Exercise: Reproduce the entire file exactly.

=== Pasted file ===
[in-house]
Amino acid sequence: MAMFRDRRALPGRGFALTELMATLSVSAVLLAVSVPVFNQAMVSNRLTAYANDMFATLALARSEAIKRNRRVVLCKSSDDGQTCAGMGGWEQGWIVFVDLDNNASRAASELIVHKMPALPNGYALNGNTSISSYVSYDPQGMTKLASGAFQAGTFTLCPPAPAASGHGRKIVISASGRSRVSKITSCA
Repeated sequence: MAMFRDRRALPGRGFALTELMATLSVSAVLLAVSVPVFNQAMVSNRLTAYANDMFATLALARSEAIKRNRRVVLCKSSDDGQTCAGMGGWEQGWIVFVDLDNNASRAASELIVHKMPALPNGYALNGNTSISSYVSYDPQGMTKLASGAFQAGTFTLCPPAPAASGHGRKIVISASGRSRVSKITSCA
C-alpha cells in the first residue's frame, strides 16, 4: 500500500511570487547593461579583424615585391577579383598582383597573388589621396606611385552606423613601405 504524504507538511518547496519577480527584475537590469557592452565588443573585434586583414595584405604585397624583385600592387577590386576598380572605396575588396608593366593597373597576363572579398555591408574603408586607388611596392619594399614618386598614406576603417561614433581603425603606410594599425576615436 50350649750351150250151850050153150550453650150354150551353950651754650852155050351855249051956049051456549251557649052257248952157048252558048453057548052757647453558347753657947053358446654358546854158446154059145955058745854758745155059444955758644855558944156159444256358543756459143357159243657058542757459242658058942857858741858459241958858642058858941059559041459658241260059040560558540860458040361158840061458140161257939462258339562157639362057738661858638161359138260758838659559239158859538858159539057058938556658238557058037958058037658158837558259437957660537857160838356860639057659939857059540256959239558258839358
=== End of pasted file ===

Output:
[in-house]
Amino acid sequence: MAMFRDRRALPGRGFALTELMATLSVSAVLLAVSVPVFNQAMVSNRLTAYANDMFATLALARSEAIKRNRRVVLCKSSDDGQTCAGMGGWEQGWIVFVDLDNNASRAASELIVHKMPALPNGYALNGNTSISSYVSYDPQGMTKLASGAFQAGTFTLCPPAPAASGHGRKIVISASGRSRVSKITSCA
Repeated sequence: MAMFRDRRALPGRGFALTELMATLSVSAVLLAVSVPVFNQAMVSNRLTAYANDMFATLALARSEAIKRNRRVVLCKSSDDGQTCAGMGGWEQGWIVFVDLDNNASRAASELIVHKMPALPNGYALNGNTSISSYVSYDPQGMTKLASGAFQAGTFTLCPPAPAASGHGRKIVISASGRSRVSKITSCA
C-alpha cells in the first residue's frame, strides 16, 4: 500500500511570487547593461579583424615585391577579383598582383597573388589621396606611385552606423613601405 504524504507538511518547496519577480527584475537590469557592452565588443573585434586583414595584405604585397624583385600592387577590386576598380572605396575588396608593366593597373597576363572579398555591408574603408586607388611596392619594399614618386598614406576603417561614433581603425603606410594599425576615436 50350649750351150250151850050153150550453650150354150551353950651754650852155050351855249051956049051456549251557649052257248952157048252558048453057548052757647453558347753657947053358446654358546854158446154059145955058745854758745155059444955758644855558944156159444256358543756459143357159243657058542757459242658058942857858741858459241958858642058858941059559041459658241260059040560558540860458040361158840061458140161257939462258339562157639362057738661858638161359138260758838659559239158859538858159539057058938556658238557058037958058037658158837558259437957660537857160838356860639057659939857059540256959239558258839358